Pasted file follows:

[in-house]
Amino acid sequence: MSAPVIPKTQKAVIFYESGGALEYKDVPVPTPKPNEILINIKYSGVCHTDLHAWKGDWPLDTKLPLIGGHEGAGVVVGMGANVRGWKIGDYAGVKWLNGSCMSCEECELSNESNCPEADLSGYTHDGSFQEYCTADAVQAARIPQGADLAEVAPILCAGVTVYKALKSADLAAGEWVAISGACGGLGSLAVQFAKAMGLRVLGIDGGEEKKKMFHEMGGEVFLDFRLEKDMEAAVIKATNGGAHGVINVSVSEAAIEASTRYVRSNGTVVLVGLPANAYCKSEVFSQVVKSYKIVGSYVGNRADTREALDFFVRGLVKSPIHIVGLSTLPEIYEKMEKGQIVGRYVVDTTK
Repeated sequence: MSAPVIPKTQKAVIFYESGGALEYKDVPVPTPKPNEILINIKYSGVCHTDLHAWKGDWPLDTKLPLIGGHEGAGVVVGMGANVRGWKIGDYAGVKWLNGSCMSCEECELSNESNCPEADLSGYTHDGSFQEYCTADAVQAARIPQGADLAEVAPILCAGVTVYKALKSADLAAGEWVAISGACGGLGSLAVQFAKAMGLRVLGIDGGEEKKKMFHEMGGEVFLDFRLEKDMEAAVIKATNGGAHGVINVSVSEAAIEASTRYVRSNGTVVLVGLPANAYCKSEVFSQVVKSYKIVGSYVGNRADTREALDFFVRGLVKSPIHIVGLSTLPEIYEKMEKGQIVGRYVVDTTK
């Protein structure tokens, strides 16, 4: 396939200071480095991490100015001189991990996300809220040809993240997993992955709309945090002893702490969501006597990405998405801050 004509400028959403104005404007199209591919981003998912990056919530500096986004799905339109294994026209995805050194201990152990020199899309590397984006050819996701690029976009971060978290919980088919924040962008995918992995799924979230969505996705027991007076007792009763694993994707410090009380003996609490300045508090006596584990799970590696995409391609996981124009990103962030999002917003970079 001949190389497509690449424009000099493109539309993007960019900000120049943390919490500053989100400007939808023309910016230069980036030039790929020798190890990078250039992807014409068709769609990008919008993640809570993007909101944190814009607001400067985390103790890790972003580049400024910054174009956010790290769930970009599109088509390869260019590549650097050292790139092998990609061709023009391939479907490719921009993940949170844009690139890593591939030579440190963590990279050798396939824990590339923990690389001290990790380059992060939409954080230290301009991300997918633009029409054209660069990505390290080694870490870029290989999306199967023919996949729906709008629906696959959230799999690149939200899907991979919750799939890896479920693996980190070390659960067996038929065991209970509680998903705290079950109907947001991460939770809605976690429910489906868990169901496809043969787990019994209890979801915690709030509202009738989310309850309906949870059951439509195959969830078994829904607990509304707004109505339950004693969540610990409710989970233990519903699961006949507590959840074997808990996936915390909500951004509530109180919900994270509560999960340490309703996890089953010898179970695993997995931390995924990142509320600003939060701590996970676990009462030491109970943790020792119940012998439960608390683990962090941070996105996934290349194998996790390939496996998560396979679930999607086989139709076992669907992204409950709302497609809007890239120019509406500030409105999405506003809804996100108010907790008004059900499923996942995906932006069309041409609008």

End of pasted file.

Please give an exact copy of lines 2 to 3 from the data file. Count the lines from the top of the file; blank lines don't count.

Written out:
Amino acid sequence: MSAPVIPKTQKAVIFYESGGALEYKDVPVPTPKPNEILINIKYSGVCHTDLHAWKGDWPLDTKLPLIGGHEGAGVVVGMGANVRGWKIGDYAGVKWLNGSCMSCEECELSNESNCPEADLSGYTHDGSFQEYCTADAVQAARIPQGADLAEVAPILCAGVTVYKALKSADLAAGEWVAISGACGGLGSLAVQFAKAMGLRVLGIDGGEEKKKMFHEMGGEVFLDFRLEKDMEAAVIKATNGGAHGVINVSVSEAAIEASTRYVRSNGTVVLVGLPANAYCKSEVFSQVVKSYKIVGSYVGNRADTREALDFFVRGLVKSPIHIVGLSTLPEIYEKMEKGQIVGRYVVDTTK
Repeated sequence: MSAPVIPKTQKAVIFYESGGALEYKDVPVPTPKPNEILINIKYSGVCHTDLHAWKGDWPLDTKLPLIGGHEGAGVVVGMGANVRGWKIGDYAGVKWLNGSCMSCEECELSNESNCPEADLSGYTHDGSFQEYCTADAVQAARIPQGADLAEVAPILCAGVTVYKALKSADLAAGEWVAISGACGGLGSLAVQFAKAMGLRVLGIDGGEEKKKMFHEMGGEVFLDFRLEKDMEAAVIKATNGGAHGVINVSVSEAAIEASTRYVRSNGTVVLVGLPANAYCKSEVFSQVVKSYKIVGSYVGNRADTREALDFFVRGLVKSPIHIVGLSTLPEIYEKMEKGQIVGRYVVDTTK